Pegasus case hearing: The Centre on Monday told the Supreme Court it doesn’t wish to file detailed affidavit on pleas seeking independent probe into alleged Pegasus snooping row.
“This is in interest of nation and security of nation. Which software was used and which software not used cannot be on affidavit but it will be before the experts, stating such things have its own pitfalls and should not become a part of public discourse,” Solicitor General Tushar Mehta told the apex court as it resumed hearing on a batch of pleas seeking an independent probe into the alleged snooping on certain people in India involving Israeli spyware Pegasus.
Chief Justice NV Ramana, who heads the three-judge bench hearing the case, pointed out that filing an affidavit was important as it would then be clear where the government stands over the issue.
“We are going back again and again, we are not interested to know what you are doing to protect interest of the country, etc. Your minister admitted that govt taken note of software being used. Appointing a committee or making inquiry is not the question here. if you file an affidavit then we know where you stand,” CJI Ramana said.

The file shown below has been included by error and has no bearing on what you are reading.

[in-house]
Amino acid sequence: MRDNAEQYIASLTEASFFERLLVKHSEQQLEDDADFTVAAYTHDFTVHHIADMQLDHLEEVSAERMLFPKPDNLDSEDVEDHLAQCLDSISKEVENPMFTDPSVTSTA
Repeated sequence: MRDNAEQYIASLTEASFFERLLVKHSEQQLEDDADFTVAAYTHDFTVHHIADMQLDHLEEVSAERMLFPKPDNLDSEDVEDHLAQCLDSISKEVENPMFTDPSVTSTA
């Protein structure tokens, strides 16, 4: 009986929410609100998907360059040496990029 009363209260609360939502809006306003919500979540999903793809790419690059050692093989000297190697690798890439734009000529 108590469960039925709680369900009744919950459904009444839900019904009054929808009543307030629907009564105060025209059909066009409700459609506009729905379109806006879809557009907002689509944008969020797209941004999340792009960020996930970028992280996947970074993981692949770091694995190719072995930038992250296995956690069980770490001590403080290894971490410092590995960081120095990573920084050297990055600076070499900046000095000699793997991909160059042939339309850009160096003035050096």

The Centre had earlier filed a limited affidavit in the apex court saying the pleas seeking an independent probe into the Pegasus snooping allegations are based on “conjectures and surmises or on other unsubstantiated media reports or incomplete or uncorroborated material”.
On August 17, the top court had issued notice to the Centre on the pleas, making it clear that it did not want the government to disclose anything which compromises national security.
In its short affidavit filed in the court earlier, the Centre had said the position on the issue has already been clarified in Parliament by Information Technology Minister Ashwini Vaishnaw.
(With inputs from agencies)